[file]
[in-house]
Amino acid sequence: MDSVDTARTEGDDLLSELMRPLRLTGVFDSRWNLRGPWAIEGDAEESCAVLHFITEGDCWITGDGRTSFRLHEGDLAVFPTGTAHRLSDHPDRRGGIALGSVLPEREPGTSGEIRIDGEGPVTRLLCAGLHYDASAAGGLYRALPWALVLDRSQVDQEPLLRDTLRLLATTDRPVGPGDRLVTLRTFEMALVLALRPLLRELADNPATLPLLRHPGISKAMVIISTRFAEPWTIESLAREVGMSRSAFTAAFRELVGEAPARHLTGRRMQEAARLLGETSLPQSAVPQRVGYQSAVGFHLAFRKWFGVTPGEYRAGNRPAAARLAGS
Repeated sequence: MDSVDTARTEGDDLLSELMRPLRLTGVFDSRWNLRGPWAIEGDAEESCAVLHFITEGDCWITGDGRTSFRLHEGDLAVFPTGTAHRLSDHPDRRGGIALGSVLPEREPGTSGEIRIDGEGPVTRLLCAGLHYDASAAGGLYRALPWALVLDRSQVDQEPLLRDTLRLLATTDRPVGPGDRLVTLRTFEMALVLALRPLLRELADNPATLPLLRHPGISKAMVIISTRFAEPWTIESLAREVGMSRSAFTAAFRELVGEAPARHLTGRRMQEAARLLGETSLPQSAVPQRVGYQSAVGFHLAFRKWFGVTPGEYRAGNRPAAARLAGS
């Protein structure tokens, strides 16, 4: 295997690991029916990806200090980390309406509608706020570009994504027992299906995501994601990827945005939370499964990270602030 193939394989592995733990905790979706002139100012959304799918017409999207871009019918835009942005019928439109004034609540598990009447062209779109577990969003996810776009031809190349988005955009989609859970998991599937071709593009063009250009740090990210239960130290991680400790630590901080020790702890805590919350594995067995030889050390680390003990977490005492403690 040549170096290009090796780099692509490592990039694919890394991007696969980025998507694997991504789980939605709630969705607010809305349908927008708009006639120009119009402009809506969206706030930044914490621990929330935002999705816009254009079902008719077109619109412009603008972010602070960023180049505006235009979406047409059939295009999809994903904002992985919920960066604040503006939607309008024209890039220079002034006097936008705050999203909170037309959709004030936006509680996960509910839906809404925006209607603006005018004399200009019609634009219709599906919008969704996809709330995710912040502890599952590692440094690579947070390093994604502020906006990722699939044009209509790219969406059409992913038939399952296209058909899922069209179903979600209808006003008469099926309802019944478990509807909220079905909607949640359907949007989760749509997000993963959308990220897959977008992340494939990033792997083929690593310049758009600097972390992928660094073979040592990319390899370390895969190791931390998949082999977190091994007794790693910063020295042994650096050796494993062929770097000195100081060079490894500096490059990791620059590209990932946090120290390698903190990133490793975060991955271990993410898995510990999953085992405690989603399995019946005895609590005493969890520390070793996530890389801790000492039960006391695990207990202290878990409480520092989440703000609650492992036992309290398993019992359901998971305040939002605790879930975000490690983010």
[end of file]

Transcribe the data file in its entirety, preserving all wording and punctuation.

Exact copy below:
[in-house]
Amino acid sequence: MDSVDTARTEGDDLLSELMRPLRLTGVFDSRWNLRGPWAIEGDAEESCAVLHFITEGDCWITGDGRTSFRLHEGDLAVFPTGTAHRLSDHPDRRGGIALGSVLPEREPGTSGEIRIDGEGPVTRLLCAGLHYDASAAGGLYRALPWALVLDRSQVDQEPLLRDTLRLLATTDRPVGPGDRLVTLRTFEMALVLALRPLLRELADNPATLPLLRHPGISKAMVIISTRFAEPWTIESLAREVGMSRSAFTAAFRELVGEAPARHLTGRRMQEAARLLGETSLPQSAVPQRVGYQSAVGFHLAFRKWFGVTPGEYRAGNRPAAARLAGS
Repeated sequence: MDSVDTARTEGDDLLSELMRPLRLTGVFDSRWNLRGPWAIEGDAEESCAVLHFITEGDCWITGDGRTSFRLHEGDLAVFPTGTAHRLSDHPDRRGGIALGSVLPEREPGTSGEIRIDGEGPVTRLLCAGLHYDASAAGGLYRALPWALVLDRSQVDQEPLLRDTLRLLATTDRPVGPGDRLVTLRTFEMALVLALRPLLRELADNPATLPLLRHPGISKAMVIISTRFAEPWTIESLAREVGMSRSAFTAAFRELVGEAPARHLTGRRMQEAARLLGETSLPQSAVPQRVGYQSAVGFHLAFRKWFGVTPGEYRAGNRPAAARLAGS
């Protein structure tokens, strides 16, 4: 295997690991029916990806200090980390309406509608706020570009994504027992299906995501994601990827945005939370499964990270602030 193939394989592995733990905790979706002139100012959304799918017409999207871009019918835009942005019928439109004034609540598990009447062209779109577990969003996810776009031809190349988005955009989609859970998991599937071709593009063009250009740090990210239960130290991680400790630590901080020790702890805590919350594995067995030889050390680390003990977490005492403690 040549170096290009090796780099692509490592990039694919890394991007696969980025998507694997991504789980939605709630969705607010809305349908927008708009006639120009119009402009809506969206706030930044914490621990929330935002999705816009254009079902008719077109619109412009603008972010602070960023180049505006235009979406047409059939295009999809994903904002992985919920960066604040503006939607309008024209890039220079002034006097936008705050999203909170037309959709004030936006509680996960509910839906809404925006209607603006005018004399200009019609634009219709599906919008969704996809709330995710912040502890599952590692440094690579947070390093994604502020906006990722699939044009209509790219969406059409992913038939399952296209058909899922069209179903979600209808006003008469099926309802019944478990509807909220079905909607949640359907949007989760749509997000993963959308990220897959977008992340494939990033792997083929690593310049758009600097972390992928660094073979040592990319390899370390895969190791931390998949082999977190091994007794790693910063020295042994650096050796494993062929770097000195100081060079490894500096490059990791620059590209990932946090120290390698903190990133490793975060991955271990993410898995510990999953085992405690989603399995019946005895609590005493969890520390070793996530890389801790000492039960006391695990207990202290878990409480520092989440703000609650492992036992309290398993019992359901998971305040939002605790879930975000490690983010």